1.1.3. Positive and negative predictive values

While sensitivity and specificity primarily measure a test’s accuracy, epidemiologists use two other measures, positive and negative predictive values, to help describe the certainty of a specific test result. A Positive Predictive Value (PPV) is the probability that a person/animal with a positive test result truly has a disease P(D+/T+). PPV is typically expressed as a proportion (Equation 1.1.3.a).

Equation 1.1.3.a

A Negative Predictive Value (NPV) is the probability that a person/ animal with a negative test result truly does not have disease P (D-/T-). NPV is typically expressed as a proportion (Equation 1.1.3.b).

Equation 1.1.3.b

If sensitivity and specificity remain constant, as the prevalence of a disease increases so does the PPV while the NPV decreases.      

 Box 1.

Over the inspection season of 2004 and 2005, Pennsylvania state bee inspectors preformed 107 Holst’s milk tests on suspect cases of clinical American foulbrood disease (for more information about this test, see the BEEBOOK paper on American foulbrood (de Graaf et al., 2013)). Ninety samples tested positive with the Holst’s milk test (Holst, 1945), of which 89 were confirmed in the laboratory to be AFB infection. Confirmation of diagnosis was performed by culturing a smear of diseased larvae sampled from the same colony. The Holst’s milk test resulted in 14 negative and three inconclusive results. The latter were discarded. Six of the negative samples were later diagnosed to have had AFB when companion samples were cultured (vanEngelsdorp, unpublished data). The sensitivity and specificity as well as the positive and negative predictive value of this test can be calculated as follows:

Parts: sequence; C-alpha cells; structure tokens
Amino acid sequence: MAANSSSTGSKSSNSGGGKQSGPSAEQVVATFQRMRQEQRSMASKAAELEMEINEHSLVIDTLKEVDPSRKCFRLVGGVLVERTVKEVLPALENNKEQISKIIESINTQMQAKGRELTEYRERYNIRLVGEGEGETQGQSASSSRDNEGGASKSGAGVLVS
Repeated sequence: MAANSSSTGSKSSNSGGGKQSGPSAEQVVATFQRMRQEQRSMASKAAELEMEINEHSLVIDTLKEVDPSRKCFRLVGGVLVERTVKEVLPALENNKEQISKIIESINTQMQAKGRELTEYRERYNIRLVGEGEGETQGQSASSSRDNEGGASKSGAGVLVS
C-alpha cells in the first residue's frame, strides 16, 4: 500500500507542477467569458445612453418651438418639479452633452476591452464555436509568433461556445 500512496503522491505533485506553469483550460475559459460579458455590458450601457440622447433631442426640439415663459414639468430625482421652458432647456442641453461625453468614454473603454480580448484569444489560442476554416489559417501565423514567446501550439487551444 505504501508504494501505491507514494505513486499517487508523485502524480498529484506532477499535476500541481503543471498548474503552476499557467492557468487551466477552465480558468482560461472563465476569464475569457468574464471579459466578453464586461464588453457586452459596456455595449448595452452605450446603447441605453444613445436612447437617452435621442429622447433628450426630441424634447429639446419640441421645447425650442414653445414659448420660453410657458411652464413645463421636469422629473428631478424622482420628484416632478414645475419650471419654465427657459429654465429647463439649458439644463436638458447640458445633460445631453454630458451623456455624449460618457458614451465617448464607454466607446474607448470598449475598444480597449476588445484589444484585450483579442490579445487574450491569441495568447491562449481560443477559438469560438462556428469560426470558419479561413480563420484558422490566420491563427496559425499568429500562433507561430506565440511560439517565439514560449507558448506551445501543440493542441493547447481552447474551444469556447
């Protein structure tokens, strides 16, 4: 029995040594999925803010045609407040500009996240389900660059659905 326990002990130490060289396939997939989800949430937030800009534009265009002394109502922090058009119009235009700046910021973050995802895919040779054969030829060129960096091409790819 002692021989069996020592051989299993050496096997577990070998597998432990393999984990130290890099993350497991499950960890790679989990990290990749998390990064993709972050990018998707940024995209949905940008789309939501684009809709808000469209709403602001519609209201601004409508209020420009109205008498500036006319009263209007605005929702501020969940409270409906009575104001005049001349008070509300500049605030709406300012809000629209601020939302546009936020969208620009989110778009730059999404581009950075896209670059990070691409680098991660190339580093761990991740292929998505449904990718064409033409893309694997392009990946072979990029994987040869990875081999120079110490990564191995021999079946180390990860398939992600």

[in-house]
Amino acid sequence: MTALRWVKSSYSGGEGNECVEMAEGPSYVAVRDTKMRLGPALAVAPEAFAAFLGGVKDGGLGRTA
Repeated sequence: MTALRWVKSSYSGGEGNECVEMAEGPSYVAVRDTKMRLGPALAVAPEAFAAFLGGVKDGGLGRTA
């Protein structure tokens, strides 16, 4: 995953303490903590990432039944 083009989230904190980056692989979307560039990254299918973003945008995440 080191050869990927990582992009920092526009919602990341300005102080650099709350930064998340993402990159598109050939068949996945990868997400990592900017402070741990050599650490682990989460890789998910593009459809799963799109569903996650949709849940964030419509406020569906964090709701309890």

In summary:

Box 1 Table

Therefore:

Box 1 Equation 1

Because the denominator is less than 30, the normal approximation of the binomial distribution cannot be assumed and for the calculation of the 95% CI we used the binomial tables. Thus, the

Box 1 Equation 2

Thus, when a Holst’s milk test is performed and comes back positive we are 99% certain the sample does contain American Foulbrood spores, while if the Holst’s milk test comes back negative we are 53% sure that the sample does not have American foulbrood spores.